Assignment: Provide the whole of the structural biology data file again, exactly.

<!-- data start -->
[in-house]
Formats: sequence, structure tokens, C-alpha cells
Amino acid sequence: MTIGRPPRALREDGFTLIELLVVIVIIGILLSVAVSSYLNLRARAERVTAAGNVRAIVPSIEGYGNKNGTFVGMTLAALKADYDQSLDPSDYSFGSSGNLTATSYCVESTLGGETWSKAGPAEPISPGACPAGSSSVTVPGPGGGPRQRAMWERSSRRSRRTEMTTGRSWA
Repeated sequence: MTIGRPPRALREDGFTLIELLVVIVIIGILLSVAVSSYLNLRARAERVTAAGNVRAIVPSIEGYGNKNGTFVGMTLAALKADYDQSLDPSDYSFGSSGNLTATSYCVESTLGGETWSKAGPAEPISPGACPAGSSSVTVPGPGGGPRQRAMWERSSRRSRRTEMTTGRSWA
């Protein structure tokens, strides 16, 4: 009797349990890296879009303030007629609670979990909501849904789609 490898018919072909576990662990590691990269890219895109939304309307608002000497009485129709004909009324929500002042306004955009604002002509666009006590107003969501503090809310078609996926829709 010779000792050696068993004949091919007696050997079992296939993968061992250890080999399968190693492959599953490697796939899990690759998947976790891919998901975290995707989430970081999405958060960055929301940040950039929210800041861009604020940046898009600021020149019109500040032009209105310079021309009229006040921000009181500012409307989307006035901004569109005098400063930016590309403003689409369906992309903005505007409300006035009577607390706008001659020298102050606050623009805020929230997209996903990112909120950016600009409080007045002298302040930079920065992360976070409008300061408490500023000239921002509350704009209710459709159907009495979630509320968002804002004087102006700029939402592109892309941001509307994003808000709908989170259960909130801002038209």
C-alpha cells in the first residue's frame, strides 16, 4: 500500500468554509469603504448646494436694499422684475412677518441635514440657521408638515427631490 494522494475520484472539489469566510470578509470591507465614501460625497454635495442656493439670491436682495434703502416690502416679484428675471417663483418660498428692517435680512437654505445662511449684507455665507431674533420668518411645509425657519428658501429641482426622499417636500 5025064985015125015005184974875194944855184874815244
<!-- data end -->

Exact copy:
[in-house]
Formats: sequence, structure tokens, C-alpha cells
Amino acid sequence: MTIGRPPRALREDGFTLIELLVVIVIIGILLSVAVSSYLNLRARAERVTAAGNVRAIVPSIEGYGNKNGTFVGMTLAALKADYDQSLDPSDYSFGSSGNLTATSYCVESTLGGETWSKAGPAEPISPGACPAGSSSVTVPGPGGGPRQRAMWERSSRRSRRTEMTTGRSWA
Repeated sequence: MTIGRPPRALREDGFTLIELLVVIVIIGILLSVAVSSYLNLRARAERVTAAGNVRAIVPSIEGYGNKNGTFVGMTLAALKADYDQSLDPSDYSFGSSGNLTATSYCVESTLGGETWSKAGPAEPISPGACPAGSSSVTVPGPGGGPRQRAMWERSSRRSRRTEMTTGRSWA
């Protein structure tokens, strides 16, 4: 009797349990890296879009303030007629609670979990909501849904789609 490898018919072909576990662990590691990269890219895109939304309307608002000497009485129709004909009324929500002042306004955009604002002509666009006590107003969501503090809310078609996926829709 010779000792050696068993004949091919007696050997079992296939993968061992250890080999399968190693492959599953490697796939899990690759998947976790891919998901975290995707989430970081999405958060960055929301940040950039929210800041861009604020940046898009600021020149019109500040032009209105310079021309009229006040921000009181500012409307989307006035901004569109005098400063930016590309403003689409369906992309903005505007409300006035009577607390706008001659020298102050606050623009805020929230997209996903990112909120950016600009409080007045002298302040930079920065992360976070409008300061408490500023000239921002509350704009209710459709159907009495979630509320968002804002004087102006700029939402592109892309941001509307994003808000709908989170259960909130801002038209």
C-alpha cells in the first residue's frame, strides 16, 4: 500500500468554509469603504448646494436694499422684475412677518441635514440657521408638515427631490 494522494475520484472539489469566510470578509470591507465614501460625497454635495442656493439670491436682495434703502416690502416679484428675471417663483418660498428692517435680512437654505445662511449684507455665507431674533420668518411645509425657519428658501429641482426622499417636500 5025064985015125015005184974875194944855184874815244